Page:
Sunday, June 4, 2017

Arts Around the World: Sakura & Gyotaku from Japan

For our study of Japan, we began by learning about cherry blossoms, or sakura. Cherry blossom season is a very big event in Japan, as it occurs during the spring and the cherry blossoms bloom for a limited time. Japan also gave the U.S. a gift of cherry trees that were planted in Washington, D.C., so there is a big cherry blossom season there as well.
We looked at photos of the cherry blossoms in bloom, as well as traditional paintings of cherry blossom trees. To begin our own paintings, we actually used black ink and a straw! First, black ink was dripped onto the bottom of their paper and students lifted up their paper to move the ink down and create a trunk or longer main branch. Then students used straws to blow the ink around their paper, causing smaller branches to form and extend towards the edges of the paper. 
We noticed that by angling the straw sideways and blowing away from the ink, we could create smaller branches off of the main branch or trunk. It took a lot of effort! Then we put these on the drying rack. 
Next class, students looked at a variety of different cherry blossoms and noticed all the different kinds of pink. We remembered that to make pink, you mix red and white. When you add white to a color to make it lighter, it is called a tint. We noticed that when you add more white, it creates a lighter pink, and when you add more red, it results in a darker pink. We also discussed what kinds of shapes you could use to create petals and flowers. 
We learned how to use different brush strokes, dabbing to create smaller dots and also pressing down the side of the brush to create petal shapes. Students got their ink branches back and using red and white paint, they mixed a variety of different pinks to add the cherry blossom flowers. Students were challenged to mix at least 3 different kinds of pink, and many students made even more! 
Students experimented with a variety of different shapes for their blossoms. Some students created smaller dots and dabbed their brush around to create smaller buds. Others pressed the brush down on its side to create petal shapes and overlapped these to create full blooms. Some students also painted petals falling off the flower, as they do in nature. Below are examples of our work:
Kaylee O., 2nd Grade (Pearse)
Camryn, 2nd Grade (Pearse)
Muntaha, 2nd Grade (Pearse)
Okasha, 2nd Grade (Pearse)
Sophia, 2nd Grade (Pearse)
Urmi, 2nd Grade (Pearse)
Continuing our study of Japan, 2nd grade artists then learned about a traditional Japanese method of fish printing called gyotaku, which began in the mid 1800's. In Japanese, "gyo" means "fish" and "taku" means "rubbing." We watched a TED video that explains the history of gyotaku, as well as the techniques. Gyotaku allowed fisherman to keep a record of their catch, both the size of the fish and the species, before cameras existed. Eventually, it became its own art form and is practiced today both in and outside of Japan.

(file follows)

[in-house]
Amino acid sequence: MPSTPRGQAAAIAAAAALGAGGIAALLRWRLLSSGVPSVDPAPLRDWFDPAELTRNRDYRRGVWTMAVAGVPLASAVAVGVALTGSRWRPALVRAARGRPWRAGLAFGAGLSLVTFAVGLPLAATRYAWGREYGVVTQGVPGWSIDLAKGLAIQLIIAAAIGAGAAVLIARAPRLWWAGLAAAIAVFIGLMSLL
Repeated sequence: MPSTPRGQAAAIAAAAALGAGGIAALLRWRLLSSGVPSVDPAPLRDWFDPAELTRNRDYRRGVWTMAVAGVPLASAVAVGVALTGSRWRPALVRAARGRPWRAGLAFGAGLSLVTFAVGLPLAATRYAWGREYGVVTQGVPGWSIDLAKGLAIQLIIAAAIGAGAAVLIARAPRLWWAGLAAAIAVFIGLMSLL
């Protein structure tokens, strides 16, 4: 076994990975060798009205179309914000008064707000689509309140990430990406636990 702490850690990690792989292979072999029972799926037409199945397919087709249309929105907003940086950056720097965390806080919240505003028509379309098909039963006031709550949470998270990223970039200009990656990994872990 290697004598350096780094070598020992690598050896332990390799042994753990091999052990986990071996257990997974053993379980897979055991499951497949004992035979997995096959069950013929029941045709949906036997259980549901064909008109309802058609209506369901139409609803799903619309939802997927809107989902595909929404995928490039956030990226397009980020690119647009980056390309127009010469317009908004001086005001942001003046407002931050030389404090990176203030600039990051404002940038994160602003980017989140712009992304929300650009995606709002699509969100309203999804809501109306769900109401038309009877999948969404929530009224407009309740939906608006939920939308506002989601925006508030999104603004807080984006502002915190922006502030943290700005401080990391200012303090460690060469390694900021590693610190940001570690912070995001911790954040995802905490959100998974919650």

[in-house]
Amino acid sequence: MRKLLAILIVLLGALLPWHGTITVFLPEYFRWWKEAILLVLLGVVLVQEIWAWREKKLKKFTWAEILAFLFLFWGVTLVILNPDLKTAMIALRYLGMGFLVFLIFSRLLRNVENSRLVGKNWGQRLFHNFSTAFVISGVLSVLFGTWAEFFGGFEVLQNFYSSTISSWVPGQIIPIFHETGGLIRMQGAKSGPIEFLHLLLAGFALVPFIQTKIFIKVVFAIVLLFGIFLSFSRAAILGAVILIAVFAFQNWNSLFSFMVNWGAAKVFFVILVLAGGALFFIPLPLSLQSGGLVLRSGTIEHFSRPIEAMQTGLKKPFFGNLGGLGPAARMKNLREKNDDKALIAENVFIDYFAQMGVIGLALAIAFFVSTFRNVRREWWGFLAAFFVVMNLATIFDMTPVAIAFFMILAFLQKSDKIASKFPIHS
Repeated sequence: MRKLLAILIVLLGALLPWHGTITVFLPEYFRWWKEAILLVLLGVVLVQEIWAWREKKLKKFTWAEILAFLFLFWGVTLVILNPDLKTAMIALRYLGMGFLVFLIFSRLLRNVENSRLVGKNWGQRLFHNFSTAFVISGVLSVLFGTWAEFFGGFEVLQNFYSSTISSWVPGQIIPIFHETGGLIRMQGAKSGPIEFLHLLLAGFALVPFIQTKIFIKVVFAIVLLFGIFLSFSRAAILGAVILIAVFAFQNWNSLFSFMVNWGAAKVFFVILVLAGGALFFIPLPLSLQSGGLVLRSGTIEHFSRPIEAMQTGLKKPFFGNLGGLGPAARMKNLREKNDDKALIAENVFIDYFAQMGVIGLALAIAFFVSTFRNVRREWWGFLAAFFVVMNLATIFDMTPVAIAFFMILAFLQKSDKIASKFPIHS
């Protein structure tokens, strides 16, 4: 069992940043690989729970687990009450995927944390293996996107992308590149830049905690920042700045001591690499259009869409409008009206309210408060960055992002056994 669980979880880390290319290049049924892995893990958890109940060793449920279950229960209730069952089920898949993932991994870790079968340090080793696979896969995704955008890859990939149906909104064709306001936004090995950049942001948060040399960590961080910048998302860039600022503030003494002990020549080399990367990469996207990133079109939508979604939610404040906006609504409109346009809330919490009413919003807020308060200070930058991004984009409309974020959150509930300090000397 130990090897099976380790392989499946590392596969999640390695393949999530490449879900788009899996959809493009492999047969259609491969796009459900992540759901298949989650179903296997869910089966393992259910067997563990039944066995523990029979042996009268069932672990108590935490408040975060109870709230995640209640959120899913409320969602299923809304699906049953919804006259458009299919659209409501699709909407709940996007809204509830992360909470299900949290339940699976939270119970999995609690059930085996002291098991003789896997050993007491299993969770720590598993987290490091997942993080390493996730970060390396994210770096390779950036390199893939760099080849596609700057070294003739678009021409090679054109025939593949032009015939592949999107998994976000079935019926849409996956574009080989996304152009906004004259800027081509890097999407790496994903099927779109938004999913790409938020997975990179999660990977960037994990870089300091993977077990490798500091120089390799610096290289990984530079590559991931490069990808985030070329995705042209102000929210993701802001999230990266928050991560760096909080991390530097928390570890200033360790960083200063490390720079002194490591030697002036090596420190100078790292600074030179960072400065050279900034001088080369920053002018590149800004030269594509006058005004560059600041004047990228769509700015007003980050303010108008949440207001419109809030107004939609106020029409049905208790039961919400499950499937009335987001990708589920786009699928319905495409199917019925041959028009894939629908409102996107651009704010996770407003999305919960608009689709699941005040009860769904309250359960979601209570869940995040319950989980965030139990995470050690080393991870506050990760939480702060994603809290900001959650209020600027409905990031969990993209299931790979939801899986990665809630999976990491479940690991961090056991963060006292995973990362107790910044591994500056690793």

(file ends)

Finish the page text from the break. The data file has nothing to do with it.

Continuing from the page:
For our own gyotaku printing experience, we used rubber fish, instead of real ones -- they smell a lot better! We watched a demonstration to understand the steps involved and then each table made prints of their rubber fish. 

First, we painted tempera paint onto the fish using a brush. We began with black paint, to mimic the sumi ink that is traditionally used in Japan. After brushing paint all over the fish, you take paper -- we used newsprint paper, to mimic traditional rice paper -- and place it on top of the fish. 
We pressed the paper down to get all the different parts of the fish and capture the textural details. Then we lifted the paper off to reveal the fish print! We put our finished prints in the drying rack. Everyone printed one with black paint, and then another with color. We experimented with different colors to emphasize the shape and different parts of the fish. 
Next class, we learned about three different watercolor painting techniques to create the background for our fish print. The first technique we learned about was wet-on-wet, which involves painting the paper with water first and then dropping or painting with watercolor on top for a blurry effect. The second technique was blotting, which involves dabbing and removing some of the paint with a paper towel. The last technique, which was the most popular, was using salt! 
After painting an area, students sprinkled some salt on top and watched as the salt absorbed the water in the paint to create blooms and different textures. For our last class, we selected our best gyotaku print, cut out the fish and glued it on top of the painted paper. 

As a final step, we added a chop, or signature, to the bottom of our painting using red marker. We looked at examples of this in traditional Japanese paintings. Many students chose to use their initials or nickname, or a symbol that represents them as an artist. Students used the same signature on both their gyotaku artwork and cherry blossoms painting. Below are examples of our finished gyotaku projects!
Aaron, 2nd Grade (McIsaac)
Abena, 2nd Grade (McIsaac)
Darya, 2nd Grade (McIsaac)
Elizabeth, 2nd Grade (McIsaac)
Anna, 2nd Grade (McIsaac)
Jashua, 2nd Grade (McIsaac)
Mera, 2nd Grade (McIsaac)

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